Wouldn’t it be just so easy if it were true? Well, if you believe the academic research, this odd anomaly does seem to hold up historically. There are a number of supposed stock market anomalies based on seasonality – The January Effect, the Monday effect, the Holiday Effect, the End of the Month Effect. These effects are usually popularized anecdotaly and ultimately disproved by academic research. Sometimes the anomalies are persistent but practically impossible to exploit given market restrictions, trading costs, etc.
One such anomaly, the Sell in May and Go Away Effect (sometimes referred to as the Halloween Effect), suggests investors would be better off liquidating their stock portfolios at the end of April and buying back at the beginning of November. The most recent academic research paper from 2013 surveys the prior research done, and conducts new research to find that this anomaly, unlike some of the others, actually is real and persistent outside of the periods when the original studies were done. They find stock returns to be 10% higher during the November through April period than in the rest of the year. How is this possible? The authors suggest there is seasonality in investor risk appetite that drives this phenomenon. Here is a chart from Business Insider that shows the performance of a sell in May strategy between 1994 and 2013. In fact the research shows it has worked since 1950.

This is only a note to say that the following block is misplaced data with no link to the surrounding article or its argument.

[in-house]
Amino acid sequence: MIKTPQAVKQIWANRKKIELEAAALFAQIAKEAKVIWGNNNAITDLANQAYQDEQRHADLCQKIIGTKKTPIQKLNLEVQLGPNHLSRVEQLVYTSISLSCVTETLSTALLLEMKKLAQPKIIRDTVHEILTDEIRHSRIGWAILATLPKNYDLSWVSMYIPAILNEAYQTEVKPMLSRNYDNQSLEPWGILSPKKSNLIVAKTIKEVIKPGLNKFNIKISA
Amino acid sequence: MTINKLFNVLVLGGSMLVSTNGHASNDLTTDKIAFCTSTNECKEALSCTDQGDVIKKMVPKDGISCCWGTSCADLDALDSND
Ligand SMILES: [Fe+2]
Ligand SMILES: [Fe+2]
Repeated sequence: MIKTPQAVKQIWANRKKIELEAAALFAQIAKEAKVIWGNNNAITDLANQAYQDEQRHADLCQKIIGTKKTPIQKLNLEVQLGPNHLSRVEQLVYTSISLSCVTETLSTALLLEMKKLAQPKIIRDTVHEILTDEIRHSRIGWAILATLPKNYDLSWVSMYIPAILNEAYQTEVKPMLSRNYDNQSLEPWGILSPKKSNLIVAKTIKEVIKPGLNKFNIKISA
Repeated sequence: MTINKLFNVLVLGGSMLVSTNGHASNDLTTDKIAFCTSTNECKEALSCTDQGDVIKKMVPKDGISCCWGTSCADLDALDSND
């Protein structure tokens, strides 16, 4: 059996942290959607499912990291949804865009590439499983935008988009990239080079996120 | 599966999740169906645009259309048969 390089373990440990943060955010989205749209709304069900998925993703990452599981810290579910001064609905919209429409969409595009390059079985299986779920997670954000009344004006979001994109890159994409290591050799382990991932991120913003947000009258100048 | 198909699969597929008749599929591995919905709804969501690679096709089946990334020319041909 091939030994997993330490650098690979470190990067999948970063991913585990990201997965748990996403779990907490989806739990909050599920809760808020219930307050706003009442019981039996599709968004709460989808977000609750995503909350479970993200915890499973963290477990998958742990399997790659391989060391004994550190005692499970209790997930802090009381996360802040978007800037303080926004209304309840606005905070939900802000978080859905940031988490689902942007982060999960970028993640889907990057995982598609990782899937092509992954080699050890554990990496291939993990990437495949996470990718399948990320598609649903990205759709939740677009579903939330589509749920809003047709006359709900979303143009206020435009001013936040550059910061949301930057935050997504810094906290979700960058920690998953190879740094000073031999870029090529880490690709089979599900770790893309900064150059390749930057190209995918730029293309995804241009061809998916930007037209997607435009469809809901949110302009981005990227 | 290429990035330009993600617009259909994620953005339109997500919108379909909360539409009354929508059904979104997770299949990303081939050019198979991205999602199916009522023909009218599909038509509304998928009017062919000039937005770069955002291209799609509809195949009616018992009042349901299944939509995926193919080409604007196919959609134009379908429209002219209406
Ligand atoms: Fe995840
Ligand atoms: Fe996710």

So should we be selling everything at the end of this week? Markets are once again near peak levels, and there doesn’t seem to be much on the horizon to spur yet higher returns, right? Seems like the perfect year to sell in May and go way, no? No, stand down! Historical patterns, no matter how persistent, won’t necessarily repeat themselves in the future and there isn’t really a good theoretical reason why this anomaly should exist. The bottom line is that if you mine the data hard enough, chances are you’ll find a technical anomaly that still “works”. It doesn’t mean it will continue to work. We’re happier with “Re-balance in May” or any other month for that matter. It’s not quite as racy, but it works.